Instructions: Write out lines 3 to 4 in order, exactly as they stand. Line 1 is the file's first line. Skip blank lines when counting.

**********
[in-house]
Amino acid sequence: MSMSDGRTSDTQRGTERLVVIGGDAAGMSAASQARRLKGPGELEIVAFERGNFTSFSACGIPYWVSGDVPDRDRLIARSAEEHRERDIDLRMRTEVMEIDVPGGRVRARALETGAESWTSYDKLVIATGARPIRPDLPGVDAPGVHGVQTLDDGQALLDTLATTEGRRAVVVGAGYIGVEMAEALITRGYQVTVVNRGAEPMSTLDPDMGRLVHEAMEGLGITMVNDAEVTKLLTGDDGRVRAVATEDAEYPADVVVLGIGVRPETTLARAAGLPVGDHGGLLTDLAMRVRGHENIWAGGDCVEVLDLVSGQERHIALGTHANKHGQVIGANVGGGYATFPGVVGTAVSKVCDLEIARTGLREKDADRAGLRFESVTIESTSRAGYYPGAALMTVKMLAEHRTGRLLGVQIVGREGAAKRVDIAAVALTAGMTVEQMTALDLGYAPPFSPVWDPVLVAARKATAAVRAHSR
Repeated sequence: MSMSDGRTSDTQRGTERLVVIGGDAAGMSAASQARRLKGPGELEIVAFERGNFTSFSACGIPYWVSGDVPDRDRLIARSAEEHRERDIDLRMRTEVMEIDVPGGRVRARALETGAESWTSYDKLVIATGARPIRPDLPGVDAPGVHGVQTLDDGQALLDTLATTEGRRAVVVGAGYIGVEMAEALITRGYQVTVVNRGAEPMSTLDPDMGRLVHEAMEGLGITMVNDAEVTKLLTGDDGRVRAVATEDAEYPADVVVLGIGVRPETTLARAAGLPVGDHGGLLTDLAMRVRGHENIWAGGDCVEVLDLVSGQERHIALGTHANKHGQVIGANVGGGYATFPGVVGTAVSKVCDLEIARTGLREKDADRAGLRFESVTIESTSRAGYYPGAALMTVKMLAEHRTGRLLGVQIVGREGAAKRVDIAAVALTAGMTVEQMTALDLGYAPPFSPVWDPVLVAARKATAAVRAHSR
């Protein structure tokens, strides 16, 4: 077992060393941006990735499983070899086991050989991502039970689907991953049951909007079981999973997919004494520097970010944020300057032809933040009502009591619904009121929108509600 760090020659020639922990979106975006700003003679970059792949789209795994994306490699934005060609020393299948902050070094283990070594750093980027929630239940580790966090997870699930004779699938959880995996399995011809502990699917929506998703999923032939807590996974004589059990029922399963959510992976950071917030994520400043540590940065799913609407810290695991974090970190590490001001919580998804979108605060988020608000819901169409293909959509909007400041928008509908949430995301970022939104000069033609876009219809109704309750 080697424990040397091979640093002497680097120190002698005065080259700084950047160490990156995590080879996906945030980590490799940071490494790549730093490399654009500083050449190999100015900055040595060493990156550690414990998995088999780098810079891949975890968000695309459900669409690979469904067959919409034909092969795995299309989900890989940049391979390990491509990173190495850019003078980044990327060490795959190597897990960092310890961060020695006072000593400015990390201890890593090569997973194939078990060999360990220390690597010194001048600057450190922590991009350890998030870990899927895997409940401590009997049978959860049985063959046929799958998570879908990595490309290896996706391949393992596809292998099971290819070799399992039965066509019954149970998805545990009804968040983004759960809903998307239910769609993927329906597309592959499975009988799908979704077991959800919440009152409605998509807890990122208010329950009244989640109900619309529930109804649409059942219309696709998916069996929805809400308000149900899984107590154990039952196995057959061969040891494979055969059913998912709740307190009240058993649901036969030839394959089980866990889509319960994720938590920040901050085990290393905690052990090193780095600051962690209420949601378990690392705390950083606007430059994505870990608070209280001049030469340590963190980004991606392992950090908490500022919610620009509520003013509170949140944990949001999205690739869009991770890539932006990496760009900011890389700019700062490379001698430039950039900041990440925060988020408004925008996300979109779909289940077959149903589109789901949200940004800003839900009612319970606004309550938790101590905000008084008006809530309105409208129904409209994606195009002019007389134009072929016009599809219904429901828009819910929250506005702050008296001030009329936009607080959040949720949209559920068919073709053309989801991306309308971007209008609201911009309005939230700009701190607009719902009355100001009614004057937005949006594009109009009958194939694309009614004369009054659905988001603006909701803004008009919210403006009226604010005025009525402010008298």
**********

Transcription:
Repeated sequence: MSMSDGRTSDTQRGTERLVVIGGDAAGMSAASQARRLKGPGELEIVAFERGNFTSFSACGIPYWVSGDVPDRDRLIARSAEEHRERDIDLRMRTEVMEIDVPGGRVRARALETGAESWTSYDKLVIATGARPIRPDLPGVDAPGVHGVQTLDDGQALLDTLATTEGRRAVVVGAGYIGVEMAEALITRGYQVTVVNRGAEPMSTLDPDMGRLVHEAMEGLGITMVNDAEVTKLLTGDDGRVRAVATEDAEYPADVVVLGIGVRPETTLARAAGLPVGDHGGLLTDLAMRVRGHENIWAGGDCVEVLDLVSGQERHIALGTHANKHGQVIGANVGGGYATFPGVVGTAVSKVCDLEIARTGLREKDADRAGLRFESVTIESTSRAGYYPGAALMTVKMLAEHRTGRLLGVQIVGREGAAKRVDIAAVALTAGMTVEQMTALDLGYAPPFSPVWDPVLVAARKATAAVRAHSR
């Protein structure tokens, strides 16, 4: 077992060393941006990735499983070899086991050989991502039970689907991953049951909007079981999973997919004494520097970010944020300057032809933040009502009591619904009121929108509600 760090020659020639922990979106975006700003003679970059792949789209795994994306490699934005060609020393299948902050070094283990070594750093980027929630239940580790966090997870699930004779699938959880995996399995011809502990699917929506998703999923032939807590996974004589059990029922399963959510992976950071917030994520400043540590940065799913609407810290695991974090970190590490001001919580998804979108605060988020608000819901169409293909959509909007400041928008509908949430995301970022939104000069033609876009219809109704309750 080697424990040397091979640093002497680097120190002698005065080259700084950047160490990156995590080879996906945030980590490799940071490494790549730093490399654009500083050449190999100015900055040595060493990156550690414990998995088999780098810079891949975890968000695309459900669409690979469904067959919409034909092969795995299309989900890989940049391979390990491509990173190495850019003078980044990327060490795959190597897990960092310890961060020695006072000593400015990390201890890593090569997973194939078990060999360990220390690597010194001048600057450190922590991009350890998030870990899927895997409940401590009997049978959860049985063959046929799958998570879908990595490309290896996706391949393992596809292998099971290819070799399992039965066509019954149970998805545990009804968040983004759960809903998307239910769609993927329906597309592959499975009988799908979704077991959800919440009152409605998509807890990122208010329950009244989640109900619309529930109804649409059942219309696709998916069996929805809400308000149900899984107590154990039952196995057959061969040891494979055969059913998912709740307190009240058993649901036969030839394959089980866990889509319960994720938590920040901050085990290393905690052990090193780095600051962690209420949601378990690392705390950083606007430059994505870990608070209280001049030469340590963190980004991606392992950090908490500022919610620009509520003013509170949140944990949001999205690739869009991770890539932006990496760009900011890389700019700062490379001698430039950039900041990440925060988020408004925008996300979109779909289940077959149903589109789901949200940004800003839900009612319970606004309550938790101590905000008084008006809530309105409208129904409209994606195009002019007389134009072929016009599809219904429901828009819910929250506005702050008296001030009329936009607080959040949720949209559920068919073709053309989801991306309308971007209008609201911009309005939230700009701190607009719902009355100001009614004057937005949006594009109009009958194939694309009614004369009054659905988001603006909701803004008009919210403006009226604010005025009525402010008298």